Life before Angry Birds
I remember a time I could sit down to a dinnertime pork chop and not think, “Serves you right. You never should’ve thought that helmet would save you.”
If I could remember it more clearly, I’m sure there was a time I didn’t look into the trees around my home in search of kinship and a blue bird that would explode into three separate, sentient, ruthless entities.
I am almost certain there was a time I could walk with my family through a park without throwing myself on every little black, round bird and screaming, “Run! It’s going to blow!”
That was all before Angry Birds. My friend Mark got me hooked on the time-killer during a long poker game. He handed me his iPhone with a mischievous glint in his eye. He just wanted to give me a little fix. He didn’t realize he was setting me up for a life of misery and depression. Oh, he’s tried to help in the intervening months since I beat Angry Birds. Late one night, he sent me a text with what I’m sure he thought was a methadone for my madness. At 2:18am, the message read, “New addicting game: Jailbreaker.”
I couldn’t run fast enough to the App Store. I downloaded Jailbreaker and slapped the vein on my inner arm a couple of times. By 2:30, I was jumping over buzzsaws and siding through panes of glass. By 2:45am, I was slumped against a wall, sweating and crying. It wasn’t the same. The fix wasn’t right. My little jailbreaker couldn’t drop an explosive egg from his tail, and if he couldn’t do that, what the hell could he do?
What the government has yet to realize about Angry Birds is the effect it can have on families. I was once a happy, nearly-well-adjusted father. My life felt full and full of meaning. My indiscretions with the iPhone game were just the stuff of weekend warriors, a bump here or there, a Friday lunch cocktail, a one-time rave built around the 30-something set. Then I caught myself playing while waiting for my car to be washed. Flight attendants were forced to make me to turn off my phone. My wife caught me in bed one night. My son asked me if he could try.
No amount of shame could stop me. Level by level, episode by episode, dead arrogant pig after dead arrogant pig, I played on. Before long, I’d reached every junkie’s sweatiest nightmare: the Angry Birds “Coming Soon” screen. I kept tapping the front of my phone, but nothing happened. I looked up to the sky, as if a programmer would hand me down another episode…just for me.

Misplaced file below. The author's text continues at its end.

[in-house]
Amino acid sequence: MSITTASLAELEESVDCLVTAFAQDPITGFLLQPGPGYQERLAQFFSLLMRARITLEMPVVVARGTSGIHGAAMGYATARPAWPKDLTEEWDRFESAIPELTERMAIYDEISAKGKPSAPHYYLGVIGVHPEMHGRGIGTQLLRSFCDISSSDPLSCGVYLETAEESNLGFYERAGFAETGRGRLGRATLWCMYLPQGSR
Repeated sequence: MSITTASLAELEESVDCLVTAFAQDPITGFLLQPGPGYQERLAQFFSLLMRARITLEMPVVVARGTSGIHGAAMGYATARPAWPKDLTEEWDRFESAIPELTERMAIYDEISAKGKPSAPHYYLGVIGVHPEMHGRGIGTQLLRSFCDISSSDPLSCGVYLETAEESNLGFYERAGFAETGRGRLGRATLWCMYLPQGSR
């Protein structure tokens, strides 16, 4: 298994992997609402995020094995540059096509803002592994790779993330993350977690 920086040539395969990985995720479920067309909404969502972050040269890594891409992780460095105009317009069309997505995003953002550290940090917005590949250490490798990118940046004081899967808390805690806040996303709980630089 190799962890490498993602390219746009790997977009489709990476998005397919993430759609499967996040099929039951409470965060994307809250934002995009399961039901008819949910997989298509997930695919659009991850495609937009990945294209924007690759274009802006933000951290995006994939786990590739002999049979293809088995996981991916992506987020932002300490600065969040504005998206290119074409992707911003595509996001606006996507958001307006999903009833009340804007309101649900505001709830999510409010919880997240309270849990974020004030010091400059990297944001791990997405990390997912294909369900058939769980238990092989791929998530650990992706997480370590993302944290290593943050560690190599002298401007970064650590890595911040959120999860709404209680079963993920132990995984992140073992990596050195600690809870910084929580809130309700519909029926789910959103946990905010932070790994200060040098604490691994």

It wasn’t to be.
I woke each day with tasks in front of me, but there was no joy. Every second of downtime was filled with a sense of longing. There was no way to waste time. I became exceedingly and embarrassingly productive. I worked mercilessly, taking no breaks–not even to go to the bathroom. I couldn’t bear the idea of loading up my phone only to see the “Coming Soon” screen again.
It was over. Until it wasn’t.
My friend Shane spent most of the last few months getting healthy. He was working out, cutting back on the booze, and directing himself toward a productive life. I nearly cried when I learned he was a Bird junkie, too. At the beginning of the summer, Shane announced via his Twitter account that Angry Birds had put out an update.
Again, I ran to my phone and the App Store. I clicked on the updates, but there was nothing. Nothing at all. I looked closer at Shane’s post and discovered he was just discovering the boomerang bird.
“Damn you, Shane Nickerson!” I screamed at the sky. “The boomerang bird was so three weeks ago! Damn you, Nickerson! Damn youuuuuuuuu!”
In the intervening months, Angry Birds updated once. It put out a new episode with 15 levels and a brand new giant red bird. I made it last as long as I could.
I hit the “Coming Soon” screen within half an hour and then let a single tear run down my cheek. It was over as quickly as it began, and the pain was twice as bad.
I have had people–other addicts and weekend warriors–who look at me and say, “Now try to get three stars on every level. It will be fun!” These people are fooling themselves.
I know what will happen. Just like all the other times, there will be an initial, heady joy. I’ll find myself achieving three stars on every level. My wife will find me at 4am sitting at the kitchen table with a bottle of Pepto Bismol, a half-full bottle of rye, and my red-zone-battery iPhone. I’ll do it, of course. I’ll get three stars on every level, and then it will be over again. I’ll slip back into a sick and shameful period of productivity that I could only hope to hide from the ones I love.
There was a time I didn’t take joy in killing pigs. There was a time I didn’t see birds as weapons. There was a time when a slingshot was just a slingshot.
Yes, I’m sure there were times like that.
I’m glad I have our family photo album to help me remember.